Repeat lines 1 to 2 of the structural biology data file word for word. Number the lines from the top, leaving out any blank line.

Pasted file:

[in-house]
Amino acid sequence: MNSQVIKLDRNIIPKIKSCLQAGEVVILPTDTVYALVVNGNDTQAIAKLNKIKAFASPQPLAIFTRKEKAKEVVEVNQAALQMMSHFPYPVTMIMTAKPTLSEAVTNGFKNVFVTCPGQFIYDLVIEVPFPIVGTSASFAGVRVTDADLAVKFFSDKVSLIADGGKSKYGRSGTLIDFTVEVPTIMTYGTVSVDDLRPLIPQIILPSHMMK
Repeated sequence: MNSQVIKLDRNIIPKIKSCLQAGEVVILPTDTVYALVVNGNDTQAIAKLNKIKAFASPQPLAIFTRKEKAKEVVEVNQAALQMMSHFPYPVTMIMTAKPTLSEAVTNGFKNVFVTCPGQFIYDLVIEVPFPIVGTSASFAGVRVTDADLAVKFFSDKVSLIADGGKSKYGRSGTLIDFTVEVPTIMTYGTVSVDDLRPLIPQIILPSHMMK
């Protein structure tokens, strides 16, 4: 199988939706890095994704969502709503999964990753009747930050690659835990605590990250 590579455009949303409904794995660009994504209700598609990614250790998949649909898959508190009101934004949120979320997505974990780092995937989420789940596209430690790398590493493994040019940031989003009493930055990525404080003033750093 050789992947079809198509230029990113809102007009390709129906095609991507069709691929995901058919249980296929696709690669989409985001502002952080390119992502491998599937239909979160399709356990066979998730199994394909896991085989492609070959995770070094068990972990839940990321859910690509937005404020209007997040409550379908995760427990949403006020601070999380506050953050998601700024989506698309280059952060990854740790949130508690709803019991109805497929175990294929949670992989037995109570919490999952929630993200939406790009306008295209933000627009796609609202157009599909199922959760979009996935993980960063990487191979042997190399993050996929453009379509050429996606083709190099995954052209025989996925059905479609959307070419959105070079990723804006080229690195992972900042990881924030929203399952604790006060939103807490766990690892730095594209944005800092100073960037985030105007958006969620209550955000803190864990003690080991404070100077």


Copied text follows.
[in-house]
Amino acid sequence: MNSQVIKLDRNIIPKIKSCLQAGEVVILPTDTVYALVVNGNDTQAIAKLNKIKAFASPQPLAIFTRKEKAKEVVEVNQAALQMMSHFPYPVTMIMTAKPTLSEAVTNGFKNVFVTCPGQFIYDLVIEVPFPIVGTSASFAGVRVTDADLAVKFFSDKVSLIADGGKSKYGRSGTLIDFTVEVPTIMTYGTVSVDDLRPLIPQIILPSHMMK